What happens to a beneficiary’s share if the pre-decease the testator?

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What happens to a beneficiary’s share if the pre-decease the testator?

Our mother’s Will has the clause “I give and bequeath to my children who survive me per stirpes.” Unfortunately, 1 of 4 children predeceased our mother leaving 2 sons. We understand the meaning of per stirpes, that the estate is to be divided equally, but the wording of the clause is “my children who survive me”. Are we legally bound to give our deceased sibling’s share of the estate to the two sons, even though our sibling was not a “surviving” child of our mother, or can the estate be divided between the 3 surviving children?

Asked on June 7, 2014 under Estate Planning, Florida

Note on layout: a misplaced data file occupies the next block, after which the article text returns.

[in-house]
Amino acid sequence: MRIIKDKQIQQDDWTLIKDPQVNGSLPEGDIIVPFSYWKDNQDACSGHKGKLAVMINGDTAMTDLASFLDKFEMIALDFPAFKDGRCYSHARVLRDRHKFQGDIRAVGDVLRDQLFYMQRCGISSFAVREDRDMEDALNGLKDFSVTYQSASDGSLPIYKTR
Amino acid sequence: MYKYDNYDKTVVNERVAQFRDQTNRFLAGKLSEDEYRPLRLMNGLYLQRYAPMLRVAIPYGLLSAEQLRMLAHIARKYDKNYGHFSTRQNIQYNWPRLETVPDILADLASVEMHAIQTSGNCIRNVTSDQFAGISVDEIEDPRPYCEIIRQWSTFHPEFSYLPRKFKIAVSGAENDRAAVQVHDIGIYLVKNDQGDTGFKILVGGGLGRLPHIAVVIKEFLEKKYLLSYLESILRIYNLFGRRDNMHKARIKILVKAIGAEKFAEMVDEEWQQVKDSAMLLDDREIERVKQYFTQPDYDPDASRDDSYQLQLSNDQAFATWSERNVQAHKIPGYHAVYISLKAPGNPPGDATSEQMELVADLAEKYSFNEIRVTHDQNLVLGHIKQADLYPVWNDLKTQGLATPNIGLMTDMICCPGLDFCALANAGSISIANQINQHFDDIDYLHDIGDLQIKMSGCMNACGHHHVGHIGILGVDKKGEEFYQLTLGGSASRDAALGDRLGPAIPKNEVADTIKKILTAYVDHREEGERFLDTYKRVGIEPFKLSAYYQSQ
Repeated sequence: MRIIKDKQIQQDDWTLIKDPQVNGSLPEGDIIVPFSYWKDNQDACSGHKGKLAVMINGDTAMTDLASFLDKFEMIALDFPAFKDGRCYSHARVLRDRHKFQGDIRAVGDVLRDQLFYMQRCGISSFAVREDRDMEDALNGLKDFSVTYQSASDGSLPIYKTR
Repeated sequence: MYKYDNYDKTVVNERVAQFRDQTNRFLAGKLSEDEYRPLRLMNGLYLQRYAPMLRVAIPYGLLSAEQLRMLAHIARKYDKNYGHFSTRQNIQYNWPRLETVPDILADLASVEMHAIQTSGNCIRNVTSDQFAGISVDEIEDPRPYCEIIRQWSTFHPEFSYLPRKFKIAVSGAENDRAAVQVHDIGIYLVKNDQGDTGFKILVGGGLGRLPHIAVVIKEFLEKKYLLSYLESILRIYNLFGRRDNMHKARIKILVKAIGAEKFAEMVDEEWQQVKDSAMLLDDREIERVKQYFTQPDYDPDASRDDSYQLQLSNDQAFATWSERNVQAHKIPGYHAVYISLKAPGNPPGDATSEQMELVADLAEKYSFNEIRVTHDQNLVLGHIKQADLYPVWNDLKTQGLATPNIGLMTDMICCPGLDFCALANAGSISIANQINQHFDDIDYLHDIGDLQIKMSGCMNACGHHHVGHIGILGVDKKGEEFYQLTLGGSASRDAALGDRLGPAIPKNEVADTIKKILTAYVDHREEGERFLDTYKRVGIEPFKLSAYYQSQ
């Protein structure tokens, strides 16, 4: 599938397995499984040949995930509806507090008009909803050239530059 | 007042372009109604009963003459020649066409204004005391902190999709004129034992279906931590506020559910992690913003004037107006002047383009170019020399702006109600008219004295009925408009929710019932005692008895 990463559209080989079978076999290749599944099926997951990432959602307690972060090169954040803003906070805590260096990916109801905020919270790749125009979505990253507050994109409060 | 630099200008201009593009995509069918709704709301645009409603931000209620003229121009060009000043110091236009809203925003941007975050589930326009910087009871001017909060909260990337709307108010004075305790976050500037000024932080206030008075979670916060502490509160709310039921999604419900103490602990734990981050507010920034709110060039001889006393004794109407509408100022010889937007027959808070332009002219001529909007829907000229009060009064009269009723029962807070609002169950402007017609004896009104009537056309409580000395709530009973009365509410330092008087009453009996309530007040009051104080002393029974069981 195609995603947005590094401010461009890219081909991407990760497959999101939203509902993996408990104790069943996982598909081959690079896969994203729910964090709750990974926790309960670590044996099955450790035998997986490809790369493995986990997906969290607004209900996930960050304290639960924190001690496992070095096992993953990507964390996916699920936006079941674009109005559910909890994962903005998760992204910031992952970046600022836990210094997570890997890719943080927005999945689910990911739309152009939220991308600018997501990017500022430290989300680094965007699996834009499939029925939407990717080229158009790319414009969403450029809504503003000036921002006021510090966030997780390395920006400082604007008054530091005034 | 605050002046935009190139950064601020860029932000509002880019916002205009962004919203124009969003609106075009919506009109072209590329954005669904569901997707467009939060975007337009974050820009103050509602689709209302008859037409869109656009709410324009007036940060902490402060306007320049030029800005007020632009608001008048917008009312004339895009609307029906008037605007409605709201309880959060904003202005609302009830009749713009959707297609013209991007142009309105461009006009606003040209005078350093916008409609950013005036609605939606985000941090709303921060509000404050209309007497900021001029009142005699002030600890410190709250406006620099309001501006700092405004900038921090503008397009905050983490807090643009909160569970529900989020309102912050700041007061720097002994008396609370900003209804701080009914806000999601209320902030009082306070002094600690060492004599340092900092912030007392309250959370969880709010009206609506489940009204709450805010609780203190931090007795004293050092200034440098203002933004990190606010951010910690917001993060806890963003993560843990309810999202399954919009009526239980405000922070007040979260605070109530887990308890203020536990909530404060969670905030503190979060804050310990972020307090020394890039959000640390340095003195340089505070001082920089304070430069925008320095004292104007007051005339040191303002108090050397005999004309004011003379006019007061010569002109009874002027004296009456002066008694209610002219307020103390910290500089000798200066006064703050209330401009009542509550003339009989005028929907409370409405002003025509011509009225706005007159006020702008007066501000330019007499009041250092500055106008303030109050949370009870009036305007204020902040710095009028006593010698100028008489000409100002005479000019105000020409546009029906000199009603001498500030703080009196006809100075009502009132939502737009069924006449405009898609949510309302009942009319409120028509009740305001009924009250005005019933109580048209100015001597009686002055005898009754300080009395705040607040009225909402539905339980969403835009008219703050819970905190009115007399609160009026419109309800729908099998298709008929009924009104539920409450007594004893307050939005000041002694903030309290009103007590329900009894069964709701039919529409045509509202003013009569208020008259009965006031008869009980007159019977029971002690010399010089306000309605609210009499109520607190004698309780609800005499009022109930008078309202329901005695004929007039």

Answers:

M.T.G., Member, New York Bar / FreeAdvice Contributing Attorney

Answered 8 years ago | Contributor

I am so sorry for your loss.  Yes, you are legally bound to abide by your Mother's wishes.  And her wishes - by stating per stirpes -  is that her two grandsons are to receive their parent's share.  So you and the two other siblings each get 1/4 of the estate and your nephews each get 1/8 (or half each of their parent's share).  The "surviving" part is just a term of art in will drafting.  The key is the per stirpes. 


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